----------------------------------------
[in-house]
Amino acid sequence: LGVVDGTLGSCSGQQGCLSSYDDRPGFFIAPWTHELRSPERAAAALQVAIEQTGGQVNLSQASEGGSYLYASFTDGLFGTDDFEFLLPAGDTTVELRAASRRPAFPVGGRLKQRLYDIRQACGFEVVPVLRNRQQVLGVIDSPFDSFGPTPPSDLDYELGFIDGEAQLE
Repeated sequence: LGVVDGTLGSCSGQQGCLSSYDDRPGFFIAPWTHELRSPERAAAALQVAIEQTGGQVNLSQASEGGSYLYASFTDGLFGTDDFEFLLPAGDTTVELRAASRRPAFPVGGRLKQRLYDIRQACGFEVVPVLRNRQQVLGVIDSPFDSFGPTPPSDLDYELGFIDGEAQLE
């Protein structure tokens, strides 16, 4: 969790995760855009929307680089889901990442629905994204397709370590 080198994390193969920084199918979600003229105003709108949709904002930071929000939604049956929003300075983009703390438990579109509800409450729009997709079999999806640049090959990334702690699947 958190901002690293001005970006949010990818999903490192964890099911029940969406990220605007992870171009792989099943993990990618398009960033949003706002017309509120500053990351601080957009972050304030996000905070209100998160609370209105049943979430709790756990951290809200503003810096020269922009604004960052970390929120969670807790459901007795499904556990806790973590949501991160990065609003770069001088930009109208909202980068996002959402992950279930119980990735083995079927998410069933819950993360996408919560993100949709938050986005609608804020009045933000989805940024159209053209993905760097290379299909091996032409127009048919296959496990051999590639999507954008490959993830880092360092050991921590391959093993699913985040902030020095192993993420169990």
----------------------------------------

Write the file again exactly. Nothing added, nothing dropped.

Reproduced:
[in-house]
Amino acid sequence: LGVVDGTLGSCSGQQGCLSSYDDRPGFFIAPWTHELRSPERAAAALQVAIEQTGGQVNLSQASEGGSYLYASFTDGLFGTDDFEFLLPAGDTTVELRAASRRPAFPVGGRLKQRLYDIRQACGFEVVPVLRNRQQVLGVIDSPFDSFGPTPPSDLDYELGFIDGEAQLE
Repeated sequence: LGVVDGTLGSCSGQQGCLSSYDDRPGFFIAPWTHELRSPERAAAALQVAIEQTGGQVNLSQASEGGSYLYASFTDGLFGTDDFEFLLPAGDTTVELRAASRRPAFPVGGRLKQRLYDIRQACGFEVVPVLRNRQQVLGVIDSPFDSFGPTPPSDLDYELGFIDGEAQLE
């Protein structure tokens, strides 16, 4: 969790995760855009929307680089889901990442629905994204397709370590 080198994390193969920084199918979600003229105003709108949709904002930071929000939604049956929003300075983009703390438990579109509800409450729009997709079999999806640049090959990334702690699947 958190901002690293001005970006949010990818999903490192964890099911029940969406990220605007992870171009792989099943993990990618398009960033949003706002017309509120500053990351601080957009972050304030996000905070209100998160609370209105049943979430709790756990951290809200503003810096020269922009604004960052970390929120969670807790459901007795499904556990806790973590949501991160990065609003770069001088930009109208909202980068996002959402992950279930119980990735083995079927998410069933819950993360996408919560993100949709938050986005609608804020009045933000989805940024159209053209993905760097290379299909091996032409127009048919296959496990051999590639999507954008490959993830880092360092050991921590391959093993699913985040902030020095192993993420169990």